The majority of my time was spent either reading books, engaging in outdoor play, or building plastic models by myself. There was also much time spent simply daydreaming, and this became what was known as "being in the zone" or "zoning out". Interstate travel and lots of camping trips into the Northern Minnesota wilderness kept me keenly aware of the power of natural surroundings and what they offered to a curious kid who enjoyed solitude and quiet reflection. These were wonderful, effortless times spent lost lightly in the world.

At some point along this path it was indicated to me that the "me" doing the playing, the reading and the "zoning" was not where it stopped. It was obvious to me that within what I was experiencing, there was also an "observer". I was not, in fact, alone here! This was akin to someone looking over my shoulder, but never rendering judgement or attempting to influence my decision-making process. Someone else was using me as an observational "tool", and I was just along for the ride and in charge of "experiencing" the experiences. I was, in effect, off the hook! But constantly under surveillance. Hmm.

It was quite a trip to consider that my actions were under observation, and it wouldn't surprise anyone to know that as I encountered more and more complex situations and interactions, there became a strong awareness of a reactionary component to this "observer" that could provide faultless (and much needed) guidance if allowed to operate correctly and be heard. As intuition became more known to me and my youthful imagination had time to carry me off with the implications of having it all figured out and finally getting the guidance I needed, it was time to give my guide a name, and the "Z"came to the fore again, quickly mated to the "zoning out" that my mother and teachers were so fond of accusing me of (daydream? meditation? Those sound kinder, but don't make for cool nicknames I guess), and thus creating the "Zoner"moniker for the portion of me that truly "knows", and is hopefully fully in charge of guiding this trip I'm still on - because I'm certainly not gonna attempt to drive!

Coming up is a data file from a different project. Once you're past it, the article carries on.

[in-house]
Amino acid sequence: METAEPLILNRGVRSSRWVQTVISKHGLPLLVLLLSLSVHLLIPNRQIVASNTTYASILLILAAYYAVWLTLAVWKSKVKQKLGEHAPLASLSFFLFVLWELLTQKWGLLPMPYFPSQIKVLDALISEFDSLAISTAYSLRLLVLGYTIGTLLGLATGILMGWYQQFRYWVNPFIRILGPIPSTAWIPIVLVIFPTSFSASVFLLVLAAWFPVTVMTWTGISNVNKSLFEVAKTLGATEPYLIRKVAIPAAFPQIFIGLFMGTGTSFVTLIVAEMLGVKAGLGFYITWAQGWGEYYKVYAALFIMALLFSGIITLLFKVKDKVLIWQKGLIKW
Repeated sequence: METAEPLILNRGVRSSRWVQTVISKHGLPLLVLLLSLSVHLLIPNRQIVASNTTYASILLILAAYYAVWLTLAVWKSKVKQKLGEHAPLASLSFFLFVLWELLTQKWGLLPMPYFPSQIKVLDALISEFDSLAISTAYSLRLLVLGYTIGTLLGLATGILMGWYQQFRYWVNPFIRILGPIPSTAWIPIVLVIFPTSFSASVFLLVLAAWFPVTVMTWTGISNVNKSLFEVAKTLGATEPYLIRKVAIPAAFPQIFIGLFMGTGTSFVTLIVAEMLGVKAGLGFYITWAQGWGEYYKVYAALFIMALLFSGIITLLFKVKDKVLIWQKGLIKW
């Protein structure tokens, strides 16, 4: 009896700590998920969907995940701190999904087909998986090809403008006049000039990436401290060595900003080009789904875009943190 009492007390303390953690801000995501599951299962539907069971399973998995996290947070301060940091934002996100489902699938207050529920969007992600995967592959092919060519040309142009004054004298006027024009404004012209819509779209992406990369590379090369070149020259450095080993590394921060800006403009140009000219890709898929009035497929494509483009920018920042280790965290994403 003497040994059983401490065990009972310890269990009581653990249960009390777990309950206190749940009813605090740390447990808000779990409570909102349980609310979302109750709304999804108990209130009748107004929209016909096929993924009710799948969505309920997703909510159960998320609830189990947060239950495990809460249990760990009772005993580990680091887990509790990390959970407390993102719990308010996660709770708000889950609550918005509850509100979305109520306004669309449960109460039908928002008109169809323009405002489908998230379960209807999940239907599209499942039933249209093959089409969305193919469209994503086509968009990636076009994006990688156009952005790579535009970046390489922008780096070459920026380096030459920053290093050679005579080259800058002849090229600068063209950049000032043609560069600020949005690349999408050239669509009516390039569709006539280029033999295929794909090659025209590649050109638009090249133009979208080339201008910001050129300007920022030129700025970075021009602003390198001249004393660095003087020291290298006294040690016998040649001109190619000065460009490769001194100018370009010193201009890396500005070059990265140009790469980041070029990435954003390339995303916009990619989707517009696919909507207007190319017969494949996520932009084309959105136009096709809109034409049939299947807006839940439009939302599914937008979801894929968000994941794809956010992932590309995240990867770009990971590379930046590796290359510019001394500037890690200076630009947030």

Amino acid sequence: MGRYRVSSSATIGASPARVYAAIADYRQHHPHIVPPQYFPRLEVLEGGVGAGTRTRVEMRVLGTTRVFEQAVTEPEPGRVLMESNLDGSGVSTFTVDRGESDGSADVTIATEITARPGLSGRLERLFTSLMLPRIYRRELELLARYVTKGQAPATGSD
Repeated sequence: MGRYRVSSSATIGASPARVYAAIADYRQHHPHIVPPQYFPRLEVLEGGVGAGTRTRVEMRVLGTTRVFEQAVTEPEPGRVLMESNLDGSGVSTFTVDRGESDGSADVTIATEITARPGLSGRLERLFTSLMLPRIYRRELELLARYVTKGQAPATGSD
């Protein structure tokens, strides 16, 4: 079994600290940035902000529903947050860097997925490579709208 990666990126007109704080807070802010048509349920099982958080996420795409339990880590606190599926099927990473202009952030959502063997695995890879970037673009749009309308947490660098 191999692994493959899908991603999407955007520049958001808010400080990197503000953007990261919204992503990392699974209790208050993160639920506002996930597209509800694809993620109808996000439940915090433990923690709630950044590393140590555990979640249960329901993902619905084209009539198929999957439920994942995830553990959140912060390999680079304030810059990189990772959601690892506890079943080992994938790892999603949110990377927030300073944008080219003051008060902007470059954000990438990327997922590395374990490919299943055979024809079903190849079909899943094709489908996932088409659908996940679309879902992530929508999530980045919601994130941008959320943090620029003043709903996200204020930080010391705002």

So, a name has been long selected as the chronicler and true guide and reporter for this journey. I am honored to be here at this place in this time, and am further honored if any of you might stop in and take notice of our story as it unfolds. I truly believe that it is a shared story, and that beyond the attempts to use names to "break it down" it all comes back to the original "I am" and moves out from there.

And we're still moving. I'll report here along the path, and look forward to seeing you along the way, and I'll tell you all about everything when we get back. If you know what I mean.


"This is the relationship I seek to strengthen as we move ahead. There have been enough trials and tests, the simulations have been run, it is time to place the bets and roll for the big prizes, baby."



  1. guides come. those who find the one within end up the lucky ones. you started early. recognizing something sacred. even to the extent of giving it a name. but as for the rest of us, 10 to 1, on the way to within we listened to guides that came from without. call us hard-headed i guess. or is it hard-hearted?

    odd-o-ly enough, my chozen 'guide' behind the swingin doors used the zero alter. an odd sorta duck to say the least. most had no concept of the personal wisdom demonstrated in making the choice. even in the brotherhood of the empty chalice he was laughed at for it.

    i'll never forget the day. it was a morning meeting. i was about 3 months into my search to quit hurtin. i don't remember what i said but i'll never forget what he said. he said... 'this diesease, like all deseases of the soul, arises from the inability of one person to allow another person to love us. to let the walls down and let another human being in.'

    damn!! and he was looking straight at me when he said it. reading my mail. thing about it is, even still reeking and dragging a bag of rocks overflowing, i knew exactly what he was talking about. the missing ingredient in the love receipe. ...p